It is good for us to mourn, and its good to do it together. It helps us to grieve.
I’ve learned two things about grief in the last few days. Firstly, its memetic. You can catch it. It hangs over this sceptred isle like a fog. So many people report depths of feeling that they had not expected on hearing of Her Majesty’s death. Grief is catching. That’s not a bad thing, but its helpful for us to understand our emotions.
Secondly, grief pricks grief. Many, myself included, are finding that their sadness is not primarily about the death of our liege lord. Instead, we are sad about the griefs that adorned us already, but the miasma of grief brings out those griefs in fresh ways. Again, that’s simply how emotion works. When faced with death we reflect on the death of others.
Why has it pricked us so, the death of Queen Elizabeth II? There is that constancy to her presence that has gone, like we’re unmoored, as has been much reported on.
I think what we’re feeling is a reflection on a deeper reality. The Vatican judged Her Majesty to be the last Christian sovereign in the world. Her own deeply held faith in Christ is not in question, but something of an aging era has ended.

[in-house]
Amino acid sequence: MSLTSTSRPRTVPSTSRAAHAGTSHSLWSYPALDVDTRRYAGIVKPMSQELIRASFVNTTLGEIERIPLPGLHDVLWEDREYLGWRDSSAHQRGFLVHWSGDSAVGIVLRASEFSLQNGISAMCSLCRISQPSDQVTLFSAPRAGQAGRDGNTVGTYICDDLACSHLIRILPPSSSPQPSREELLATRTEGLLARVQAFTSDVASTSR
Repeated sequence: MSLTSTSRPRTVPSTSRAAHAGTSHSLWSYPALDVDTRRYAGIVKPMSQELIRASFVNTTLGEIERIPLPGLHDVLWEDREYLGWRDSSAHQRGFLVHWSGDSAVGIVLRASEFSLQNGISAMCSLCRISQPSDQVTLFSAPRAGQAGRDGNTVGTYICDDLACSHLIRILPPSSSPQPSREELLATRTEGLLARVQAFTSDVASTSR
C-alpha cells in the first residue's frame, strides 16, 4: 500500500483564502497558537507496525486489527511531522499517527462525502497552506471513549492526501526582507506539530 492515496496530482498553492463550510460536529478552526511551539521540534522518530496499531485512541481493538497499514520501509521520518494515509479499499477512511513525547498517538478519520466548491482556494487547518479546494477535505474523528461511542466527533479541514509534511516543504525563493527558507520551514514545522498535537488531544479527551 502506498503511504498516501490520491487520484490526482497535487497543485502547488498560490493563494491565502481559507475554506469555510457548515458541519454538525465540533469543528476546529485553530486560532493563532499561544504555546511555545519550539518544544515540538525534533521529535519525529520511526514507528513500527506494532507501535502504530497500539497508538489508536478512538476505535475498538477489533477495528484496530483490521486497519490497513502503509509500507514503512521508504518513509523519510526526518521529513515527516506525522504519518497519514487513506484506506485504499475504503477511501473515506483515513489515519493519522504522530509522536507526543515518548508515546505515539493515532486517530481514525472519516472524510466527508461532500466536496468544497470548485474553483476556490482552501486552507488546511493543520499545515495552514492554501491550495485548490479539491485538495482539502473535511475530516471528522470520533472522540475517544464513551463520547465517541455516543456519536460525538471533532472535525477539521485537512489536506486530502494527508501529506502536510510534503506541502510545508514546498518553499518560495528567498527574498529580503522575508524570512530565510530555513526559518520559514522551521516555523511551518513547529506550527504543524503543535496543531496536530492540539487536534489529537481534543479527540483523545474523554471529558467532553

Something spiritual has shifted in the country as a result. We don’t know what the next era will bring. It could be a glorious Caroline renaissance of faith in Christ in public life—but I don’t really expect it to be. This dislocation, this sense of living between times, feels strange to us. Some of our grief is actually our attempting to emotionally grapple with this suddenly tilting world.
Of course, that in itself is good for us, because the Bible tells us that living in the Between is how Christians live: one foot in the eternal kingdom.
For all my oracles of the end of Britain as a Christian nation—by which I mean a nation whose head of state is a public Christian rather than anything that cuts deeper—I’ve seen more theology on the television in the last week than in the rest of my life.
The Queen’s faith is openly discussed as her driving force, multiple church services have been shown in prime time—for all my differences with the Church of England the liturgy for these occasions is beautiful—and this afternoon in clips from her speeches the Queen shared the gospel with the nation clearly.